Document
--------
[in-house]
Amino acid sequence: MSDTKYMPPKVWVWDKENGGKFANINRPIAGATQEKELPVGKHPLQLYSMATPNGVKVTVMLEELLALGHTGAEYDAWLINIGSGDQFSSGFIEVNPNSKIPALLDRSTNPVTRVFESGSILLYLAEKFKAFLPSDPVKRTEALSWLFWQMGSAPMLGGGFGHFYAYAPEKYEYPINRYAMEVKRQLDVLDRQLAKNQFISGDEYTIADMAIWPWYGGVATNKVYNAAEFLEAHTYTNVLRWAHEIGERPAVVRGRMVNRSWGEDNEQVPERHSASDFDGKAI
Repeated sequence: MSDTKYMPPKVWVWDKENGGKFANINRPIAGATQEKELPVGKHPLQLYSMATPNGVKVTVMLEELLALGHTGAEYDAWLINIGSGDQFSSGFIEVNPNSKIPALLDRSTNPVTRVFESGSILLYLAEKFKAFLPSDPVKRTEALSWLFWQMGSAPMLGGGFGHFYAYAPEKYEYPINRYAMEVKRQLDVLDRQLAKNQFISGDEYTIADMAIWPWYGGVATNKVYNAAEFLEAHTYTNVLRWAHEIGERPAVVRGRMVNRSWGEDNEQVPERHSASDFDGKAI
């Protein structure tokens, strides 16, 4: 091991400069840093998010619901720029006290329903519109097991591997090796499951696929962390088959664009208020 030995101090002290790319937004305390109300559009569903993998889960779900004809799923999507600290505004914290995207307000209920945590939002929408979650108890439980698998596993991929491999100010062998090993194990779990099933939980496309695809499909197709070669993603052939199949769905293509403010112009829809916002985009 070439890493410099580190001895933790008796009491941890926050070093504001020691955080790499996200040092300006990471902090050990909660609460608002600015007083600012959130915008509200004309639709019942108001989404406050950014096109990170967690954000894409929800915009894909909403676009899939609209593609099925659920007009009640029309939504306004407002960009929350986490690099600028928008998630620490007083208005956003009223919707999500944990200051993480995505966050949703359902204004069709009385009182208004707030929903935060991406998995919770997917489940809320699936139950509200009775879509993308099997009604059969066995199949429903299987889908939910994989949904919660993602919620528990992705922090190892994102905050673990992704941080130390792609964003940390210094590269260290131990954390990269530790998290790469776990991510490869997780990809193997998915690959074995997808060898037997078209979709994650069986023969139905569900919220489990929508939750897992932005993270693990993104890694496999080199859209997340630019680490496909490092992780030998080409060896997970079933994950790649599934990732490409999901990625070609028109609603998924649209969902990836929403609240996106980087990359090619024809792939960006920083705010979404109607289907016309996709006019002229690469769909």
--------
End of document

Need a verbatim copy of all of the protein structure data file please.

[in-house]
Amino acid sequence: MSDTKYMPPKVWVWDKENGGKFANINRPIAGATQEKELPVGKHPLQLYSMATPNGVKVTVMLEELLALGHTGAEYDAWLINIGSGDQFSSGFIEVNPNSKIPALLDRSTNPVTRVFESGSILLYLAEKFKAFLPSDPVKRTEALSWLFWQMGSAPMLGGGFGHFYAYAPEKYEYPINRYAMEVKRQLDVLDRQLAKNQFISGDEYTIADMAIWPWYGGVATNKVYNAAEFLEAHTYTNVLRWAHEIGERPAVVRGRMVNRSWGEDNEQVPERHSASDFDGKAI
Repeated sequence: MSDTKYMPPKVWVWDKENGGKFANINRPIAGATQEKELPVGKHPLQLYSMATPNGVKVTVMLEELLALGHTGAEYDAWLINIGSGDQFSSGFIEVNPNSKIPALLDRSTNPVTRVFESGSILLYLAEKFKAFLPSDPVKRTEALSWLFWQMGSAPMLGGGFGHFYAYAPEKYEYPINRYAMEVKRQLDVLDRQLAKNQFISGDEYTIADMAIWPWYGGVATNKVYNAAEFLEAHTYTNVLRWAHEIGERPAVVRGRMVNRSWGEDNEQVPERHSASDFDGKAI
């Protein structure tokens, strides 16, 4: 091991400069840093998010619901720029006290329903519109097991591997090796499951696929962390088959664009208020 030995101090002290790319937004305390109300559009569903993998889960779900004809799923999507600290505004914290995207307000209920945590939002929408979650108890439980698998596993991929491999100010062998090993194990779990099933939980496309695809499909197709070669993603052939199949769905293509403010112009829809916002985009 070439890493410099580190001895933790008796009491941890926050070093504001020691955080790499996200040092300006990471902090050990909660609460608002600015007083600012959130915008509200004309639709019942108001989404406050950014096109990170967690954000894409929800915009894909909403676009899939609209593609099925659920007009009640029309939504306004407002960009929350986490690099600028928008998630620490007083208005956003009223919707999500944990200051993480995505966050949703359902204004069709009385009182208004707030929903935060991406998995919770997917489940809320699936139950509200009775879509993308099997009604059969066995199949429903299987889908939910994989949904919660993602919620528990992705922090190892994102905050673990992704941080130390792609964003940390210094590269260290131990954390990269530790998290790469776990991510490869997780990809193997998915690959074995997808060898037997078209979709994650069986023969139905569900919220489990929508939750897992932005993270693990993104890694496999080199859209997340630019680490496909490092992780030998080409060896997970079933994950790649599934990732490409999901990625070609028109609603998924649209969902990836929403609240996106980087990359090619024809792939960006920083705010979404109607289907016309996709006019002229690469769909």